The Miami Herald’s Armando Salguero has stirred up quite the buzz this afternoon. The Miami Dolphins have suddenly emerged as the favorite to land Carson Palmer after Armando spoke of people inside the organization that have leaked the team’s interest in Palmer.
I’m always cautious to trust reports like this, this time of year, but I don’t doubt the Dolphins’ interest in Palmer one bit. The Dolphins are in desperate need of a franchise quarterback, or at the very least a reliable starter if they want to emerge from mediocrity next season. They could obviously look to the draft to address the need, but how often do rookies step in and take a below .500 team from the following year to the playoffs?
Realistically, if the Dolphins want to win now, pursuing a proven veteran would be the direction to take. Carson Palmer is the most proven of any of the veterans who are projected to become available. Sure, he’s shown some decline over the past few years, most notably tying a career high with 20 picks this season, but we’re still talking about a guy who threw for 26 touchdowns and nearly 4,000 yards in 2010.
With all that said, however, establishing that the Dolphins have interest in Palmer is the simple part. Things get very complicated from here. First off, this whole lockout mess has prohibited teams from dealing players. Meaning, even though the draft will still run as planned, the Dolphins won’t be able to use one of their draft selections to acquire a player in a trade until a new collective bargaining agreement is in place. Judging by how the talks seem to be progressing from the outside, I would be shocked if we had a new CBA before the draft.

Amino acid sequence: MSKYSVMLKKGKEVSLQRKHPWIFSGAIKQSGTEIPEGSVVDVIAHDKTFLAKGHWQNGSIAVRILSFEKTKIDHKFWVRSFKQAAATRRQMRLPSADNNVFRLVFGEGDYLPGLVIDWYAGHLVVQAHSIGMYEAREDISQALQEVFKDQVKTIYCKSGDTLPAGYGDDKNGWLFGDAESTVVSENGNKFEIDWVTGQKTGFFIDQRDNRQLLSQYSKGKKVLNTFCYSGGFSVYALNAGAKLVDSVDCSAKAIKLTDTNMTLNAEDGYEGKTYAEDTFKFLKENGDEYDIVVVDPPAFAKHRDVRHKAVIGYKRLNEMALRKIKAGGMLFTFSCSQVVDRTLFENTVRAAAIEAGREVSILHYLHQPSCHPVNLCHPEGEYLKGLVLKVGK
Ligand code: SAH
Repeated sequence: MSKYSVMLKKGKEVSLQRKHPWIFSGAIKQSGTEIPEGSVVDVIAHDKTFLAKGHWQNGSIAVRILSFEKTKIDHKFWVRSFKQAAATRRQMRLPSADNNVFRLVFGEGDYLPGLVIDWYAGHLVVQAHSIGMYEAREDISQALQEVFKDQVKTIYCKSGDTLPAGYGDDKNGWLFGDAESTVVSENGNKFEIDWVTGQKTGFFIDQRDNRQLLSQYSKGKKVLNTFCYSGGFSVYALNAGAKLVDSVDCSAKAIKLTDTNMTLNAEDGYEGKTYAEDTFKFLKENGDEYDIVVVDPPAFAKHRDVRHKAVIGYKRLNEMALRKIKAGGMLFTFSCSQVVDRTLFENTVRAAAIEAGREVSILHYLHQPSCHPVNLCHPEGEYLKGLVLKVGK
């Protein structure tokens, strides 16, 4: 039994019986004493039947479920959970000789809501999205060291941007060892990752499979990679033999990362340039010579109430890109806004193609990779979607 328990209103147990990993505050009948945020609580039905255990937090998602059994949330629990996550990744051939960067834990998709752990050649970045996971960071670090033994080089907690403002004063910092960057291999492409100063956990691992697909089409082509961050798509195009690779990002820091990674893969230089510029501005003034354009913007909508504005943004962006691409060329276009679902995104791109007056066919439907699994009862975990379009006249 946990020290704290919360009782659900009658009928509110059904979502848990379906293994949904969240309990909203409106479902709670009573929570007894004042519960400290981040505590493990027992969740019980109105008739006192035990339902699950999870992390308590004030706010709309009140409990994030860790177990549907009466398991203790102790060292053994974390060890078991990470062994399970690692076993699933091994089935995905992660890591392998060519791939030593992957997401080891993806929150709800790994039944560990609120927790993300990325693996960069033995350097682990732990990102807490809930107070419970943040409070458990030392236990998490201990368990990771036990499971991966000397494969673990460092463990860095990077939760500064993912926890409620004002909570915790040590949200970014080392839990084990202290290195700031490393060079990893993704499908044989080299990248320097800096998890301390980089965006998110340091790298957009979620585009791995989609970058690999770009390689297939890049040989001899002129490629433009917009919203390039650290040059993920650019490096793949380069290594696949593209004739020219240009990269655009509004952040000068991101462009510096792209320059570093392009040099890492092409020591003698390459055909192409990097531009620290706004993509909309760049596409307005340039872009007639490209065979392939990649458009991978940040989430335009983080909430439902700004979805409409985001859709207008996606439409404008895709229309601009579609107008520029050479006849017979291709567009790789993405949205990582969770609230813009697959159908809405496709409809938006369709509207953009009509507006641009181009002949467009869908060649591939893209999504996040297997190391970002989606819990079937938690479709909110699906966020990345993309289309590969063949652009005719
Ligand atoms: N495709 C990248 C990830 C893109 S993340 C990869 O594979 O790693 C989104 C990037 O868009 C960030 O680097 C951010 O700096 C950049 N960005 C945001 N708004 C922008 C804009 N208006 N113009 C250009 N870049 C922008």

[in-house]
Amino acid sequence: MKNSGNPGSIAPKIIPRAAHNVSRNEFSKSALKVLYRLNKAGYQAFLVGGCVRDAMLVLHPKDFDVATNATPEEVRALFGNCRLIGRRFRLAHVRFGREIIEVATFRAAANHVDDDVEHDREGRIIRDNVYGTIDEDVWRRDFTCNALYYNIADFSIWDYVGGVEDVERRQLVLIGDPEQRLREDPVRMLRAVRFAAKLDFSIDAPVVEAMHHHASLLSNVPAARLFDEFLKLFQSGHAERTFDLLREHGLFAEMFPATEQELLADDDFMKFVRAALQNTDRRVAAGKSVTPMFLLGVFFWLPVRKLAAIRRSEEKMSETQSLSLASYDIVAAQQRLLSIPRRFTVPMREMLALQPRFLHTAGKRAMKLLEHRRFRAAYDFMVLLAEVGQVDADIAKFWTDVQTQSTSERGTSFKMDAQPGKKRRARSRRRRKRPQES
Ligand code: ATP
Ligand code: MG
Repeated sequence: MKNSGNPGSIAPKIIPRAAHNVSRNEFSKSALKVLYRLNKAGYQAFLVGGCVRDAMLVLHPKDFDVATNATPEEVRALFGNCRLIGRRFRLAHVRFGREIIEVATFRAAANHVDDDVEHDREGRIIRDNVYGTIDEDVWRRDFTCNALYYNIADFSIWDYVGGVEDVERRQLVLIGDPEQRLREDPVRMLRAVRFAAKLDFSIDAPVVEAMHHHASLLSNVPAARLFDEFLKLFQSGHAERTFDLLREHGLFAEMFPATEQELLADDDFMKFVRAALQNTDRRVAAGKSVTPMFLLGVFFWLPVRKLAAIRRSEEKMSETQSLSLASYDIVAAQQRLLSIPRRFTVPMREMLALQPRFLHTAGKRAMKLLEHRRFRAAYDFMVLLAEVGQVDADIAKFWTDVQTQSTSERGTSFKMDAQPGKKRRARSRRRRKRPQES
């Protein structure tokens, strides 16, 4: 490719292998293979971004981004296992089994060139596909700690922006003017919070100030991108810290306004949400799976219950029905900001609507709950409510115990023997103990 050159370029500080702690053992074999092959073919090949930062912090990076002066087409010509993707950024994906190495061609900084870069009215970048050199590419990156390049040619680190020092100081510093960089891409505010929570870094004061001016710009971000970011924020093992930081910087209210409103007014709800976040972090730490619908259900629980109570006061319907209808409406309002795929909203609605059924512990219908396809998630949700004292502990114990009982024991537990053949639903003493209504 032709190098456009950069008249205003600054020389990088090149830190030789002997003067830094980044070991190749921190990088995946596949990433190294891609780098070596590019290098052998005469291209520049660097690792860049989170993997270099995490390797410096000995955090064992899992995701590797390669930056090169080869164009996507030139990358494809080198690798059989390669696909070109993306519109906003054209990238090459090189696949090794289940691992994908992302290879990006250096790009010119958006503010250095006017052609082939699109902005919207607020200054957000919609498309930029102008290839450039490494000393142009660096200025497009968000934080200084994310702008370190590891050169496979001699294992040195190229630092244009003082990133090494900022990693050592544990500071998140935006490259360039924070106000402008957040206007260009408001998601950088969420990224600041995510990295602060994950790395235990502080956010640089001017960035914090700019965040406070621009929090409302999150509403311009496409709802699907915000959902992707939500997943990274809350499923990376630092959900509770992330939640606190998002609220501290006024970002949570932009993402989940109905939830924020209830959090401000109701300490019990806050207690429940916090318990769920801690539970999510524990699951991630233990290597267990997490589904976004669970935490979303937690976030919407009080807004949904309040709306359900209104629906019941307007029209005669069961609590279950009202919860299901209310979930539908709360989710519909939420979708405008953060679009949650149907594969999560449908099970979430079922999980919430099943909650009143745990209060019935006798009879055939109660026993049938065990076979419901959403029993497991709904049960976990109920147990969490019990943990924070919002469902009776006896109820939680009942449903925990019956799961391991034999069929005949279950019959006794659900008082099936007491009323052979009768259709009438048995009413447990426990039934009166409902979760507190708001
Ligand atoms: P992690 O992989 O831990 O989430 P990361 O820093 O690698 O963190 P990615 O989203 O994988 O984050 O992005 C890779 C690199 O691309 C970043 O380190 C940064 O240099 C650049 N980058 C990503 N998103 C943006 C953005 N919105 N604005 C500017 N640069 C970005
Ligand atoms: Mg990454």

Even if the players and owners are able to compromise, though, the Dolphins are currently void a second round pick. I would expect the Bengals to ask a first rounder for Palmer’s services, but with no second to work with, I have my doubts about whether or not the Dolphins would be inclined to wait until round three to make a selection.
But where the lockout could actually benefit the Dolphins is, the Bengals may be forced to start considering 2012 draft picks as compensation. If a new CBA isn’t agreed upon until after the draft as expected, and Palmer remains adamant that he will retire before he plays another down as a Bengal, Cincinnati will really have no choice but to either let him walk away or get what they can in next year’s draft for him.
I don’t know about you, but in an offseason where the entire running game needs rebuilt from the ground up, I would much rather prefer the Dolphins to deal a 2012 draft choice as opposed to one of their selections next month.
But the tricky thing with that scenario is, the Dolphins would likely have to risk not addressing the quarterback position at all this offseason with an upgrade over Chad Henne, by passing on a rookie prospect and holding out for the possibility or reeling in Palmer.
Is that a risk they should be willing to take? It all depends on how much they trust Chad Henne as their fall back option. Personally, I don’t think Henne will ever emerge as anything more than quality backup, but then again, with better coaching and a better running game in 2011, I would only expect him to improve significantly.